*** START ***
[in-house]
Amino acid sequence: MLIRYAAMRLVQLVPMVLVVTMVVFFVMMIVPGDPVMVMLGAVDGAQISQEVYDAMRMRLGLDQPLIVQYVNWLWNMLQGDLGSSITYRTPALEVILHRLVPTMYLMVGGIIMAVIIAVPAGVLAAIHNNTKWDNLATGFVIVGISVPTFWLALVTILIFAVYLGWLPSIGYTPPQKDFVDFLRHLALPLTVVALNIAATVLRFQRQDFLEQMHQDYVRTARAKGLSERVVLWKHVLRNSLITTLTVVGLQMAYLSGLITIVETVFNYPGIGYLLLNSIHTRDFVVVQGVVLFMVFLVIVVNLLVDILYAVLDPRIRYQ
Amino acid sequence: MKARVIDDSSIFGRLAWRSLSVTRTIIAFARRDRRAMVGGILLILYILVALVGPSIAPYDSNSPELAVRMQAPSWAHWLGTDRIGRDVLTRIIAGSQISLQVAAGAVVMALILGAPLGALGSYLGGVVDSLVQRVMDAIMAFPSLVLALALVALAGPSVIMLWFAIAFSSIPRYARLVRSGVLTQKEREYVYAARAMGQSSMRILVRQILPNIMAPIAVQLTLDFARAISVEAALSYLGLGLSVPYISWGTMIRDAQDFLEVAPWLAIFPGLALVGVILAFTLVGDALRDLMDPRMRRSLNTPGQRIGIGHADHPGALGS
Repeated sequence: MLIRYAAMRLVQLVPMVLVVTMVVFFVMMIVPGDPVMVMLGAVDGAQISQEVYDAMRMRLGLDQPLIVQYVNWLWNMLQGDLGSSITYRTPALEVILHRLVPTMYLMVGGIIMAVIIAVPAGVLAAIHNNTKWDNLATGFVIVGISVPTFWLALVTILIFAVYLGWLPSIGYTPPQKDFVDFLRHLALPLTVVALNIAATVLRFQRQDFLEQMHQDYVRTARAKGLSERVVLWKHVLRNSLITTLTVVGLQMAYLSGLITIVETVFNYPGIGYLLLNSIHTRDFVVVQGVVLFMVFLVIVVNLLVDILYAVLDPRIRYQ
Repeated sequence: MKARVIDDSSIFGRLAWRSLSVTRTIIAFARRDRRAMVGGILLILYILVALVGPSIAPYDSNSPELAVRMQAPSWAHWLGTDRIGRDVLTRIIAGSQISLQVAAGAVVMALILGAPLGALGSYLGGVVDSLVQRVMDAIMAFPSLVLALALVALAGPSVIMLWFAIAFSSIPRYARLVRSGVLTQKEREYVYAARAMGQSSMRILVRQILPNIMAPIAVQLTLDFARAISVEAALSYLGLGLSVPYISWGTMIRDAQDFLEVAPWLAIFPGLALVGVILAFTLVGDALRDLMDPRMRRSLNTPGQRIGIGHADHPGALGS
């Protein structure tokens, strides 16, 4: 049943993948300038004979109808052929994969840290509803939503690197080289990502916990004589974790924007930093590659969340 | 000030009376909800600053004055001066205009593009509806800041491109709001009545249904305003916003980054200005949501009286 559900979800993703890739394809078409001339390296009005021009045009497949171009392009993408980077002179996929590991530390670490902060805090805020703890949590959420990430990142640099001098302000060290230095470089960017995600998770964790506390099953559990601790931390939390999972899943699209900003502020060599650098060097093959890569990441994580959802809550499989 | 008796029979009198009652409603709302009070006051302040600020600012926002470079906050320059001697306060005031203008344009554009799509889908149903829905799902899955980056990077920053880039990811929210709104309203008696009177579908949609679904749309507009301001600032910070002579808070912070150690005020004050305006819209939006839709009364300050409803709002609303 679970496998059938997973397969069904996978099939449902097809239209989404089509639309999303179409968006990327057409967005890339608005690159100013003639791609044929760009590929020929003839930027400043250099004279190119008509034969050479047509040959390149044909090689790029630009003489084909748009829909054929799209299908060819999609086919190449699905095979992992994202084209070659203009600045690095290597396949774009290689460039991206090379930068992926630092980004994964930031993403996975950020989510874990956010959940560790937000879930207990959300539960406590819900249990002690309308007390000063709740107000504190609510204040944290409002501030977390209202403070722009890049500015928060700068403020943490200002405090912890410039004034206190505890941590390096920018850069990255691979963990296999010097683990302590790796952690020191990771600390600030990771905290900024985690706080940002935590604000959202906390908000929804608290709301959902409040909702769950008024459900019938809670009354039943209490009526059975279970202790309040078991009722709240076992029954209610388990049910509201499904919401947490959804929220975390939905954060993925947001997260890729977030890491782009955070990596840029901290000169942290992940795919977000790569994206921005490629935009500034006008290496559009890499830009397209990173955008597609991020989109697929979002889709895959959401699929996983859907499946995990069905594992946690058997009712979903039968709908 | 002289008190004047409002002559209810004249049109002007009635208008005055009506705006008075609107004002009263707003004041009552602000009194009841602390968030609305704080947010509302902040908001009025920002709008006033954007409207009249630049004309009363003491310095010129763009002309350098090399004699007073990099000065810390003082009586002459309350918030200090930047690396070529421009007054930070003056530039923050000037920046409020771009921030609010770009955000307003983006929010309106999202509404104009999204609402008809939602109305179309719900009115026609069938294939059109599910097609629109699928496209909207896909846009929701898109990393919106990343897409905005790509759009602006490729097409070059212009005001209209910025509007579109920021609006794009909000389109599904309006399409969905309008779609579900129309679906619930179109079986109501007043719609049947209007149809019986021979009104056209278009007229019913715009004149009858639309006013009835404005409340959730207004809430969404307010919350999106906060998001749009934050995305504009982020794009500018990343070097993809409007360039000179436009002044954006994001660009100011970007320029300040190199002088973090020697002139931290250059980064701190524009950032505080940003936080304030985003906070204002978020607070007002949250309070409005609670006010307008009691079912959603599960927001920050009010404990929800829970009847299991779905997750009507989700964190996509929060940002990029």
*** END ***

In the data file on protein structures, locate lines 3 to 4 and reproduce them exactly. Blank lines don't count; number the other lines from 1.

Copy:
Amino acid sequence: MKARVIDDSSIFGRLAWRSLSVTRTIIAFARRDRRAMVGGILLILYILVALVGPSIAPYDSNSPELAVRMQAPSWAHWLGTDRIGRDVLTRIIAGSQISLQVAAGAVVMALILGAPLGALGSYLGGVVDSLVQRVMDAIMAFPSLVLALALVALAGPSVIMLWFAIAFSSIPRYARLVRSGVLTQKEREYVYAARAMGQSSMRILVRQILPNIMAPIAVQLTLDFARAISVEAALSYLGLGLSVPYISWGTMIRDAQDFLEVAPWLAIFPGLALVGVILAFTLVGDALRDLMDPRMRRSLNTPGQRIGIGHADHPGALGS
Repeated sequence: MLIRYAAMRLVQLVPMVLVVTMVVFFVMMIVPGDPVMVMLGAVDGAQISQEVYDAMRMRLGLDQPLIVQYVNWLWNMLQGDLGSSITYRTPALEVILHRLVPTMYLMVGGIIMAVIIAVPAGVLAAIHNNTKWDNLATGFVIVGISVPTFWLALVTILIFAVYLGWLPSIGYTPPQKDFVDFLRHLALPLTVVALNIAATVLRFQRQDFLEQMHQDYVRTARAKGLSERVVLWKHVLRNSLITTLTVVGLQMAYLSGLITIVETVFNYPGIGYLLLNSIHTRDFVVVQGVVLFMVFLVIVVNLLVDILYAVLDPRIRYQ